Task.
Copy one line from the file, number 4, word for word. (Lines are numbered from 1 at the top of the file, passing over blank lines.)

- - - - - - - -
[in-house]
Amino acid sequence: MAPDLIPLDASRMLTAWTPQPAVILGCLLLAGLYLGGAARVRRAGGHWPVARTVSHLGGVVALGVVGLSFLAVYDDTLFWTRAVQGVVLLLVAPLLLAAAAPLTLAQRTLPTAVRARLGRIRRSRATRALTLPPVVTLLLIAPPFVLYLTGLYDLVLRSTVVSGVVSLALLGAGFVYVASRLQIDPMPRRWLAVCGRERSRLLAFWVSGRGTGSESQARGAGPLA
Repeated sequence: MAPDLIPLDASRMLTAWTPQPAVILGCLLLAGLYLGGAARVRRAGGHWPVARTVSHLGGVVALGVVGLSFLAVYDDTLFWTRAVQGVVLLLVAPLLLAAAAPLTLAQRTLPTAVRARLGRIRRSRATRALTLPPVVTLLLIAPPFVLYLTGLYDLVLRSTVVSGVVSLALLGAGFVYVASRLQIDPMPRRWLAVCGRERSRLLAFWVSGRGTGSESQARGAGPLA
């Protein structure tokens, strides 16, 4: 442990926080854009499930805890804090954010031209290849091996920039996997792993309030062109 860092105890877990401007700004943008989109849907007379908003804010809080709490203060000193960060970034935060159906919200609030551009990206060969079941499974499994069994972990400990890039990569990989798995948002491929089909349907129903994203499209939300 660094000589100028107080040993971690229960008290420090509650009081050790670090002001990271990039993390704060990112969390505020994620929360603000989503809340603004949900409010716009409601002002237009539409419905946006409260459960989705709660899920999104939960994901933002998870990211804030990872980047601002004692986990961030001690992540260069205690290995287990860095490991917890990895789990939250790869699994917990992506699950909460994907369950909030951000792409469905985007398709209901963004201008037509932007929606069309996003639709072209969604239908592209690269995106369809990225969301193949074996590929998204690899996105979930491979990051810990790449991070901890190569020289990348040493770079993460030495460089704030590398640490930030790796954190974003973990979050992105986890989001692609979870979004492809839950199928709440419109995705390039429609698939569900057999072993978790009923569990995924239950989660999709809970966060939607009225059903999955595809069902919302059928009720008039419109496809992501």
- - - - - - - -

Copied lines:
């Protein structure tokens, strides 16, 4: 442990926080854009499930805890804090954010031209290849091996920039996997792993309030062109 860092105890877990401007700004943008989109849907007379908003804010809080709490203060000193960060970034935060159906919200609030551009990206060969079941499974499994069994972990400990890039990569990989798995948002491929089909349907129903994203499209939300 660094000589100028107080040993971690229960008290420090509650009081050790670090002001990271990039993390704060990112969390505020994620929360603000989503809340603004949900409010716009409601002002237009539409419905946006409260459960989705709660899920999104939960994901933002998870990211804030990872980047601002004692986990961030001690992540260069205690290995287990860095490991917890990895789990939250790869699994917990992506699950909460994907369950909030951000792409469905985007398709209901963004201008037509932007929606069309996003639709072209969604239908592209690269995106369809990225969301193949074996590929998204690899996105979930491979990051810990790449991070901890190569020289990348040493770079993460030495460089704030590398640490930030790796954190974003973990979050992105986890989001692609979870979004492809839950199928709440419109995705390039429609698939569900057999072993978790009923569990995924239950989660999709809970966060939607009225059903999955595809069902919302059928009720008039419109496809992501």